Since 2017, in partnership with the Tla-o-qui-aht Nation, the Coastal Restoration Society removed over three million pounds of anthropogenic debris from the waters of Clayoquot Sound alone. This amount is increasing exponentially every year as we become the inevitable end of the line for most of the debris washing across the Pacific.
    Since the Zim Kingston spill, we've seen a daily influx of debris like Yeti coolers, yoga mats, exercise equipment and children's bicycle helmets, which we're reporting to the Coast Guard on a daily basis. Surveys have been under way, recovery efforts have been under way, but the volume of this debris that is exactly attributable to the Zim Kingston continues to wash in.
    So far, the recovery and survey efforts that we've undertaken in partnership with the Tla-o-qui-aht Nation and other nations across Clayoquot Sound have not been supported by either Danaos, the owner of the Zim Kingston, or the Amix Group, the contractor that's been hired by Danaos to support these recovery efforts.
    We really need to see a concerted response and a long-term plan to recover the debris from the over 100 containers that are still missing and presumed to be sunk along the waters of the west coast of Vancouver Island, most of which, as indicated by the volume of debris reaching the shores of Tla-o-qui-aht territory in Clayoquot Sound, seems to be nearby.
    That's one of the things we'd like the committee to take away from this presentation today, that we need to encourage both the shipowner and the contractor, Amix Group, to direct a lot more resources and funding to the survey and recovery efforts along the west coast of Vancouver Island.
    Thank you, Mr. Temple.
    That brings up a whole lot of other questions. One of them, I guess, goes back to the polluter pays question and whether that is adequately implemented and followed. What more needs to happen to reinforce that?
    We're unaware of the metrics of these agreements.
    Mr. Temple, do you want to add to that?
    I'm not aware of the intimate metrics involved in those polluter pays agreements. Certainly, because we're constantly looking for adequate funding, I would anticipate that the details of those agreements aren't providing sufficient liquidity to support large-scale recovery efforts when a situation like the Zim Kingston happens.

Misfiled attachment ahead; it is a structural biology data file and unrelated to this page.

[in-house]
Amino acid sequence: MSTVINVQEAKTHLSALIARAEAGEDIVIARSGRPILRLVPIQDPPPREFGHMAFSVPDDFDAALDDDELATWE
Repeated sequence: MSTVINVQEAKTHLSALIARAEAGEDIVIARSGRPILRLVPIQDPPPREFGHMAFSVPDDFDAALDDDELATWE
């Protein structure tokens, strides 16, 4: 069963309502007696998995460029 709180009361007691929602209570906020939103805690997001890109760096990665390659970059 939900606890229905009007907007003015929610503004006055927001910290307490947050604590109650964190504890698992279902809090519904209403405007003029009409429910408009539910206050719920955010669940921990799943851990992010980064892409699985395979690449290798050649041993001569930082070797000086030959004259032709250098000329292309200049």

Groups like the Coastal Restoration Society, first nations and others up and down the west coast of Vancouver Island have been crying for adequate funding and capacity support to perform the surveys and the recovery of this material since it happened. Although I'm unaware of the details of those agreements or any levies or fines that might come as a result of these incidents, I would assume that they're not sufficient if everybody along the coast clearly indicates that the resources are not adequate at this time.
    Thank you.
    Thank you, Mr. Hanley. You're right on the five-minute mark.
    We'll now go to Madame Desbiens for two and a half minutes, please.


    Thank you, Mr. Chair.
    Mr. Dorward, what would you recommended to foster better co‑operation among departments, non-governmental organizations, provinces, territories, municipalities and indigenous communities? Perhaps it would be appropriate to introduce a plan or set of instructions that stakeholders would have to strictly follow. What would be your top recommendation?


    In forming an official committee or a task force, you need to develop and implement a framework for a type of spill recovery.



    You are recommending a task force with representation from all the stakeholders. You think a group like that should leverage everyone's expertise to develop a plan that would apply consistently to all of the emergency response stakeholders. Is that correct?